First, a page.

Clean air standards coming for America’s biggest carbon polluters

In a big step forward to protect Americans’ health and well-being, EPA announced today a two-year plan to set clean air standards for power plants and oil refineries, the two largest industrial sources of the dangerous pollution that drives global warming.

NRDC’s David Doniger has the story in this re-post:

Following on the heels of the Obama administration’s breakthrough clean car standards, EPA is now taking the next logical steps under the Clean Air Act and the Supreme Court’s landmark global warming decision in 2007.

EPA is doing precisely what is needed to protect our health and welfare at a time when some would prefer just to roll back the clock.  Clear pollution control standards based on available and affordable technology will also help these two industries plan future investments, fuel the economic recovery, and create jobs.

Power plants account for more than 2.3 billion tons of carbon dioxide emissions each year, more than any other industry.  Oil refineries clock in as the second largest source, with emissions equivalent to more than 200 million tons of carbon dioxide (mainly a mixture of carbon dioxide and methane).

The timetables announced today are contained in two settlement agreements that resolve lawsuits brought against EPA by NRDC and a coalition of states and other environmental organizations — the cases are called New York v. EPA (No. 06-1322) and American Petroleum Institute v. EPA (No. 08-1277), both pending in the U.S. Court of Appeals in Washington.  In both cases, we sued the Bush-era EPA for refusing to set limits on these industries’ massive emissions of carbon dioxide and other greenhouse gases under a part of the Clean Air Act (Section 111) that requires EPA to set performance standards for new and existing industrial facilities.  Following the Supreme Court’s decision in Massachusetts v. EPA that the Clean Air Act covers carbon pollution from cars, we have pressed for EPA to acknowledge that it is also required to curb carbon pollution from industrial sources, and to say when it will take action on these two industries.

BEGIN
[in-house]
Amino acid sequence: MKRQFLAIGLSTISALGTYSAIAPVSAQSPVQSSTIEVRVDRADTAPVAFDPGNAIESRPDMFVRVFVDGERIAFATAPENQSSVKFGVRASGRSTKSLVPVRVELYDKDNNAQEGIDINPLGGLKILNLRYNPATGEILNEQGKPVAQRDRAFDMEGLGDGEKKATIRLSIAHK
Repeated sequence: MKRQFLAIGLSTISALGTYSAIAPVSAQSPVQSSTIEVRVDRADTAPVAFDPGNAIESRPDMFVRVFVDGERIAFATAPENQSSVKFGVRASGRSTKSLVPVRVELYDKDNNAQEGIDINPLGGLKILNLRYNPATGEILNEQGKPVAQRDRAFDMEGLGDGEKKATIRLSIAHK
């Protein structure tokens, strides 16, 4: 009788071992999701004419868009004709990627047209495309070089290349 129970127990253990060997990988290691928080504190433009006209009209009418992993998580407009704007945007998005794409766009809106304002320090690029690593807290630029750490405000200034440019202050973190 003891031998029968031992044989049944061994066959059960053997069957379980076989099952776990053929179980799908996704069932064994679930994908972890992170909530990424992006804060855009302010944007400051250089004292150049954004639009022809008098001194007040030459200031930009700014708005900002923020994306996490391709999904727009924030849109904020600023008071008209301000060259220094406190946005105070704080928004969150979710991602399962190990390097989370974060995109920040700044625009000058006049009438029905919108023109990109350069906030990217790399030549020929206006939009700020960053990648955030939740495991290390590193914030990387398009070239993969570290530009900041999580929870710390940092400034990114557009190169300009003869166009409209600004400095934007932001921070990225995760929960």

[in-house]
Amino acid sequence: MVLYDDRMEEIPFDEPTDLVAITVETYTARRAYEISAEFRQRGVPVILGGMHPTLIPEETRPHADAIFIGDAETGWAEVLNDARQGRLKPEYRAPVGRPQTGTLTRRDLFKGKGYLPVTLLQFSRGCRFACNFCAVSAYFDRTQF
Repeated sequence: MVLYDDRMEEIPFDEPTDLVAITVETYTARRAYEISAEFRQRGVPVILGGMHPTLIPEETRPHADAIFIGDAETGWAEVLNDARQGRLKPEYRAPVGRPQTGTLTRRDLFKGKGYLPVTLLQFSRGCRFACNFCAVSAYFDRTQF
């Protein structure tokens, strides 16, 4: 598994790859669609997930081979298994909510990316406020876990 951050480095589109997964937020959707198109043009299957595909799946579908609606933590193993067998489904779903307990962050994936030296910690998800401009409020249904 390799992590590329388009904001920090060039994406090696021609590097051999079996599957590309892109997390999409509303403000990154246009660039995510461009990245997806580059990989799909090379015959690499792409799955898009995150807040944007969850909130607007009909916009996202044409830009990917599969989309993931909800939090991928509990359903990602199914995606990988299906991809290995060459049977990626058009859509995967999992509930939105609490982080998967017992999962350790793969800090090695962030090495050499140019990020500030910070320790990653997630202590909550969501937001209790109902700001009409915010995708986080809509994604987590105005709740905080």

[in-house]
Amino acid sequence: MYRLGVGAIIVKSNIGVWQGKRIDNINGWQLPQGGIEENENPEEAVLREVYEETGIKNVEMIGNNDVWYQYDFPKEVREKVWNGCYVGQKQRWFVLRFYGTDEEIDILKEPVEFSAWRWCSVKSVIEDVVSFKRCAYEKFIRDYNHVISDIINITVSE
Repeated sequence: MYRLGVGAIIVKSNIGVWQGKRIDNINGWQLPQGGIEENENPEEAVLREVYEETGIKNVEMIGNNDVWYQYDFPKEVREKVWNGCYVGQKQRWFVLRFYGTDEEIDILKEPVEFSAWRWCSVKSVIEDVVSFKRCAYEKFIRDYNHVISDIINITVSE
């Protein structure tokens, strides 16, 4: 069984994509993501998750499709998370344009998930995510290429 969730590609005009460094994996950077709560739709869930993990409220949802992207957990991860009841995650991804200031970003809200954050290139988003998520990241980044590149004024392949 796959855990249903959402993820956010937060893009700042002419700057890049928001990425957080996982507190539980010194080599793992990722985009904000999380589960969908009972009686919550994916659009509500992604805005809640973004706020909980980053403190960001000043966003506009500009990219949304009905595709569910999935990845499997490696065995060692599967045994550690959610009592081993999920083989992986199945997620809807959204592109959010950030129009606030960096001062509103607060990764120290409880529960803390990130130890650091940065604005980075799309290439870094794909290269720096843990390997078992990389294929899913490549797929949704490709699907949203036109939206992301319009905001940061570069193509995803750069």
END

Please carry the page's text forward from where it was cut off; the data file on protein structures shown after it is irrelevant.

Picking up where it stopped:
Under today’s settlements, standards for fossil-fueled power plants will be proposed by July 26, 2011, and issued in final form by May 26, 2012.  Standards for oil refineries will be proposed by December 10, 2011, and issued in final form by November 10, 2012.  (The settlements are here and here.)

Section 111 of the Clean Air Act requires EPA to set, and every eight years revise, performance standards for various categories of industries. These standards apply to both new and existing sources. EPA sets the new source standards, while EPA and the states share the job for existing sources.  Section 111 requires consideration of cost and technical feasibility when determining the standards.  It also requires EPA and the states to take into account existing sources’ remaining useful life.

EPA plans to coordinate each industry’s carbon emission standards with other upcoming pollution control requirements in a sectoral, multi-pollutant approach that facilitates sound planning and investment strategies for each industry.  These standards will also assist industries and states in the case-by-case assessment of “best available control technology” for the largest new sources, a process that begins this January.

Big polluters and their allies in Congress plan to take aim at these and other common sense standards that save thousands of lives and avoid tens of thousands of asthma attacks and other life-threatening illness each year. But the Clean Air Act is a tough target.  It has the support of millions of Americans, built on 40 years saving lives and protecting communities across the country, while promoting economic growth.  Congress should celebrate, not delay or block, Clean Air Act standards that protect our health and well-being.  Congress should let EPA do its job.

David Doniger is the policy director of the Natural Resources Defense Council’s Climate Center and their chief global warming lawyer. This is re-post from NRDC’s Switchboard blog.

8 Responses to Clean air standards coming for America’s biggest carbon polluters

  1. From Peru says:

    As a consecuence to the economic crisis, the government had to nationalize General Motors to save it from bankrupcy, as a part of the Auto Industry bailout.

    Having nationalized GM, the government could go beyond regulation: it could directly plan the reconversion of the automobile production to fuel efficient, hybrid or even electric vehicles

    For examples it could mandate:

    – All new cars should improve the energy efficiency by 5 mpg every 5 years.